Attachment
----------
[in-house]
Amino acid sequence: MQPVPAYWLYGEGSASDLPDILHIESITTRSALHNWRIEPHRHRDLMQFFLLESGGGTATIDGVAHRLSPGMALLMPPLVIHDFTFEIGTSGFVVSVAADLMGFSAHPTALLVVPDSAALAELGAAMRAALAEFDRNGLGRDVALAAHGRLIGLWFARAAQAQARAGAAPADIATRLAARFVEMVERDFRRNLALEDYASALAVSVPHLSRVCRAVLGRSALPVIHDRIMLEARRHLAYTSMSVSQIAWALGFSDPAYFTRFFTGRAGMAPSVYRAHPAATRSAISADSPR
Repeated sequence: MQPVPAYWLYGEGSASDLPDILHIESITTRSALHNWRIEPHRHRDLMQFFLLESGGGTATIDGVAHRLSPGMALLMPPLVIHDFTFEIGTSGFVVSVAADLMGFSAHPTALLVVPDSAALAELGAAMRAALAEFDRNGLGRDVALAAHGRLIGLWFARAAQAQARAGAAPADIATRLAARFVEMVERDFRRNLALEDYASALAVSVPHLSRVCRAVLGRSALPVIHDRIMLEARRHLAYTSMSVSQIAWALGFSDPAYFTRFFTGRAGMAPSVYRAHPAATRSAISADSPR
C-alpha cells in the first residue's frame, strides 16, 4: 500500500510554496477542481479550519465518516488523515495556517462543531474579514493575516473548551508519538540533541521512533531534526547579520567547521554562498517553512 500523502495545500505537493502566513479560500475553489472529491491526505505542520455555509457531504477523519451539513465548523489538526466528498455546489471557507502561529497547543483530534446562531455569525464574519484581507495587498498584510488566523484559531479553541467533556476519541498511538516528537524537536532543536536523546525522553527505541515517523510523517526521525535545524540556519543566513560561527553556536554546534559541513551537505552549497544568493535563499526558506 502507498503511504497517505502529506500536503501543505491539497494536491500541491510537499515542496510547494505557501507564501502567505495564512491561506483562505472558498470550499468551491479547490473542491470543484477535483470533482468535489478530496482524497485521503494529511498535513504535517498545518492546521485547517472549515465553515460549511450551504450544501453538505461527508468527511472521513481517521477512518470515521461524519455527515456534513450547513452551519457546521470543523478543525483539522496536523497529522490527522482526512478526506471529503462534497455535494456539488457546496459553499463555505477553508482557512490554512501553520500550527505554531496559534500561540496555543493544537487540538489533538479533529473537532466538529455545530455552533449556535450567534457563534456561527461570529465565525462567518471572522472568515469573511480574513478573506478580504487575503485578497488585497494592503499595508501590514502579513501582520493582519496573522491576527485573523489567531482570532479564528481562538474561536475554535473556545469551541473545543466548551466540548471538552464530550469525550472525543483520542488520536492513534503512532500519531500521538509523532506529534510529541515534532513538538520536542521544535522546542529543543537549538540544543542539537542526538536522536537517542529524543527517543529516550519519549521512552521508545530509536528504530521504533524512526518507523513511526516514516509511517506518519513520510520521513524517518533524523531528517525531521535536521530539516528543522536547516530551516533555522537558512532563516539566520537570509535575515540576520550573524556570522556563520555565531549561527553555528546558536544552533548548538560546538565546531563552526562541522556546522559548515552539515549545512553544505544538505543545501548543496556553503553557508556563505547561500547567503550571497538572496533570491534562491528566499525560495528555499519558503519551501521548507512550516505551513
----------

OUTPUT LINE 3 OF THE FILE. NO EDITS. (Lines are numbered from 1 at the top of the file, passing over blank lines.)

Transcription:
Repeated sequence: MQPVPAYWLYGEGSASDLPDILHIESITTRSALHNWRIEPHRHRDLMQFFLLESGGGTATIDGVAHRLSPGMALLMPPLVIHDFTFEIGTSGFVVSVAADLMGFSAHPTALLVVPDSAALAELGAAMRAALAEFDRNGLGRDVALAAHGRLIGLWFARAAQAQARAGAAPADIATRLAARFVEMVERDFRRNLALEDYASALAVSVPHLSRVCRAVLGRSALPVIHDRIMLEARRHLAYTSMSVSQIAWALGFSDPAYFTRFFTGRAGMAPSVYRAHPAATRSAISADSPR